13 Jenkins Alternatives For Continuous Integration
As Jenkins is becoming outdated, we’re offering a list of the most common Jenkins alternatives for continuous integration.
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In our previous article, we discussed the most common problems with Jenkins that made us search for an alternative. That’s why in this article, we’re offering a list of the most common Jenkins alternatives for continuous integration.
BuildMaster by Inedo is one of the Jenkins alternatives that enables developers to release software to any environment. Offering fully-functional continuous integration abilities for different platforms, the tool gives organizations the possibility to create their own self-service release management platforms. Teams can handle their own apps and deploy to their environments independently. What is more, it prevents the release of untested software with automated gates. Users are very happy with its simplicity, as you don’t have to be an expert to set up pipelines.
Microtica is a DevOps automation tool that covers the entire software delivery process, from setting up a cloud infrastructure to delivering apps and services to the cloud using Kubernetes. Microtica’s ready-to-use components provide users with reusable pieces of code that require no additional coding and can help you create an infrastructure within minutes.
Thanks to the microservice generator, developers can set up microservices automatically. With integrated production-ready Kubernetes and the native Kubernetes dashboard, they can create scalable apps in a few clicks.
Microtica’s pipelines define the workflow of every component and microservice. Users can trigger them automatically or manually to get an overview of their build process at any time. They can perform all actions without leaving the Microtica web portal, with Slack notifications for every change.
Finally, Microtica allows developers to automate their sleep cycles and therefore reduce AWS costs. Once they activate the saving mode, Microtica goes autopilot and prevents excessive spending. Moreover, all savings are available in the cost-savings dashboard.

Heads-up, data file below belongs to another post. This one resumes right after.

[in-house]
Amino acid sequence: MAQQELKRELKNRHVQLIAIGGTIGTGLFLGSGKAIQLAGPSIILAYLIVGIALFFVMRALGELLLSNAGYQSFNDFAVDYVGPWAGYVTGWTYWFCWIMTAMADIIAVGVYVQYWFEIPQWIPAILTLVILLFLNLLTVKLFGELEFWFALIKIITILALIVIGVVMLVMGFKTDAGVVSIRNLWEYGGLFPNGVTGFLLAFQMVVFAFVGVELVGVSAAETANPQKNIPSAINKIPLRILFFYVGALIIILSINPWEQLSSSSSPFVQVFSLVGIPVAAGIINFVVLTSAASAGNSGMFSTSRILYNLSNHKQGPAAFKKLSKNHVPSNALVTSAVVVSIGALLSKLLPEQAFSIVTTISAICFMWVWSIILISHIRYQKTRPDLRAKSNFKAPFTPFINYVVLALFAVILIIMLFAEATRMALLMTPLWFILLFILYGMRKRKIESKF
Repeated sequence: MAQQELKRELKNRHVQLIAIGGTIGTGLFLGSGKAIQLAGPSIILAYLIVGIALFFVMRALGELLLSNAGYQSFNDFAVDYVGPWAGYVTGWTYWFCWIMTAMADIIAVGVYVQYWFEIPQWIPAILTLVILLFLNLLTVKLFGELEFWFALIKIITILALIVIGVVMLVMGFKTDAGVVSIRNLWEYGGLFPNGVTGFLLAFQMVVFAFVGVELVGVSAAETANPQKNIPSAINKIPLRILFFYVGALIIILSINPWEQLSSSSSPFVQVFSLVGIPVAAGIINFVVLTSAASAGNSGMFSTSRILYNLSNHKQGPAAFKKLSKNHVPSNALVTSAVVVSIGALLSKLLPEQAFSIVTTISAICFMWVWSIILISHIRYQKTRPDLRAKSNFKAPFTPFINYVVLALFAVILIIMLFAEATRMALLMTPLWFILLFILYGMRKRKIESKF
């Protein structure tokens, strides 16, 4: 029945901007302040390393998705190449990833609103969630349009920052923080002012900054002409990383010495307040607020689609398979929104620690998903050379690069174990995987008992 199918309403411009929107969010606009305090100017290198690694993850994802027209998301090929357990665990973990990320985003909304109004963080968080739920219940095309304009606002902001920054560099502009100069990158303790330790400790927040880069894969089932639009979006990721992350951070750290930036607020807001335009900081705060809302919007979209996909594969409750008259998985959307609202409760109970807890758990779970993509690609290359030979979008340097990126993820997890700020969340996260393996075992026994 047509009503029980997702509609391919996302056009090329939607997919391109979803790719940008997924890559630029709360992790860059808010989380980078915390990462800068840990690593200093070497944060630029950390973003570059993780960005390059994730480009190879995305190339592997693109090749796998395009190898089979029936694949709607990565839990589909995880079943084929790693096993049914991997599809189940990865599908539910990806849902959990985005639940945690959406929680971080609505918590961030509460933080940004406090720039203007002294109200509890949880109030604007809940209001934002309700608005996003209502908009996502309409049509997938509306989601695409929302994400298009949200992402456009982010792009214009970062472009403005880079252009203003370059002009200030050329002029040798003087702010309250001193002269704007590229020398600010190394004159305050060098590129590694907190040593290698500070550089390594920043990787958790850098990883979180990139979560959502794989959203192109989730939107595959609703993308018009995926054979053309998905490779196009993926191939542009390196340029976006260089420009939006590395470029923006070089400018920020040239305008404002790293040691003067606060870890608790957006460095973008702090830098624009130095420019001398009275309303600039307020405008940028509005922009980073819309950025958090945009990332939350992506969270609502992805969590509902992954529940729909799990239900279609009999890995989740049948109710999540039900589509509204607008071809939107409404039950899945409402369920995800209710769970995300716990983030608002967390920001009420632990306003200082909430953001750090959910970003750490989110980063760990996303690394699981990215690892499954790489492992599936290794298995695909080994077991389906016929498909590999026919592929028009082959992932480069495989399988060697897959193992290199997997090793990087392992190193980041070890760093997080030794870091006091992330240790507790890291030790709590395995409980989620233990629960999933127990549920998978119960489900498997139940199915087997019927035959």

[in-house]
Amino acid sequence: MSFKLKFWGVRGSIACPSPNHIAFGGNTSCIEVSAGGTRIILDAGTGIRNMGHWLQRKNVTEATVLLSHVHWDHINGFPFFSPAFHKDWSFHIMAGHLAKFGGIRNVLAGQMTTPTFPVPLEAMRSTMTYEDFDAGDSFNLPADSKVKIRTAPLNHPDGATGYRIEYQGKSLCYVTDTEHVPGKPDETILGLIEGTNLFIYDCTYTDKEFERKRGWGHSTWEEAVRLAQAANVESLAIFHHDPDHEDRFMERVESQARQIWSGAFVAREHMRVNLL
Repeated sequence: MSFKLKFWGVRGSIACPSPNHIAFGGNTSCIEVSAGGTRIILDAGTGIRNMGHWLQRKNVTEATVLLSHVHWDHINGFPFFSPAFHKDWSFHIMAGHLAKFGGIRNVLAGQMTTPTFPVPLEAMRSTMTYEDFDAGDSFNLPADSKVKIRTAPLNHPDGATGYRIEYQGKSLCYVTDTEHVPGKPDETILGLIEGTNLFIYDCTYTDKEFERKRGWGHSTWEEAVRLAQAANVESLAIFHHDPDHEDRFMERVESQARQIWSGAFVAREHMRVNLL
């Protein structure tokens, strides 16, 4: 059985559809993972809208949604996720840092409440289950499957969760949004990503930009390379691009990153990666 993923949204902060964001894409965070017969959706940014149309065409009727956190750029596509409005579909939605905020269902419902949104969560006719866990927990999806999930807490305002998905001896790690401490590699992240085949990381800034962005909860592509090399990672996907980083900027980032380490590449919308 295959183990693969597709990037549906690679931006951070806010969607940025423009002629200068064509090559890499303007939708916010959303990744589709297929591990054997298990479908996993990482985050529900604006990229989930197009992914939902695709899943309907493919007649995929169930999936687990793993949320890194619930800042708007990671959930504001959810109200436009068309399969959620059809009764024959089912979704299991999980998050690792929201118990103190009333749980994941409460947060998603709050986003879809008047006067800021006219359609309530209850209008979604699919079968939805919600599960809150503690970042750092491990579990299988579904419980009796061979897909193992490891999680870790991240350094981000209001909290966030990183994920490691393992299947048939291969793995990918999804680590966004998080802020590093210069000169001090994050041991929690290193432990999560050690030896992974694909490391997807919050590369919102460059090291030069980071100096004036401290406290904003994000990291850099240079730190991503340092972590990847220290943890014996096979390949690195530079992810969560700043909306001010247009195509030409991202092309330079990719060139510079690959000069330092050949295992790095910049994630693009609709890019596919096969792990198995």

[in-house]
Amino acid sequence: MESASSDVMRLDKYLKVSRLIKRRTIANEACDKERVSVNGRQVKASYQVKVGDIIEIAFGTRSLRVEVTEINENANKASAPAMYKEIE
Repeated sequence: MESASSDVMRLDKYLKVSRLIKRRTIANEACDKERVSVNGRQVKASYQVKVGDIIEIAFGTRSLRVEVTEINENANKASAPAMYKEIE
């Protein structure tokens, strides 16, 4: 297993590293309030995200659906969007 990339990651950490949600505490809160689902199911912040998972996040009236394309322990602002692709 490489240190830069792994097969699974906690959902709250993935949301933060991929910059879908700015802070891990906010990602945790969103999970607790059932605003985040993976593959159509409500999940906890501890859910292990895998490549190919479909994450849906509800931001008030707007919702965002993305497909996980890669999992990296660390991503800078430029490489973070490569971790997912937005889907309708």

This is obviously the tool we like the most because it’s the one we created �� So, we’d be really happy if you’d try our free version and tell us what you think.
GitLab is a cloud-based CI platform that lets dev teams handle their diverse toolchains, speed, and security more efficiently. It allows organizations to plan, build, and administer code safely from a centralized and unified version control system. Moreover, GitLab enables users to artifacts, handle containers, and package applications and dependencies, using Docker and Kubernetes. Reviews say that GitLab is easy to integrate. However, it can sometimes have some annoying bugs and limitations, as well as some missing features for full automation.
Bamboo by Atlassian is a continuous integration server that automatically creates, monitors, and releases from one place. It easily integrates with JIRA applications and Bitbucket. Also, Bamboo integrates with Docker, Git, SVN, and Amazon S3 buckets. Based on changes detected in the repository, it can trigger builds and push notifications from Bitbucket. It’s available both hosted and on-premise. G2 users say that the visibility of the build process with Bamboo is great, but some concepts and integrations are unclear.
TravisCI is a continuous integration hosting service that developers can use to develop and validate GitHub and Bitbucket-hosted applications programs. It can test all pull requests to make sure no untested code is released. You can simply log in with GitHub to set up your project. Includes pre-installed databases and resources that can quickly be activated in configuration build. According to some online reviews, TravisCI is great if you’re working on a small project and want to start building quickly. However, when you have a larger project that requires taking care of dependencies and performance and reliability of the builds, then you’ll probably run into some problems.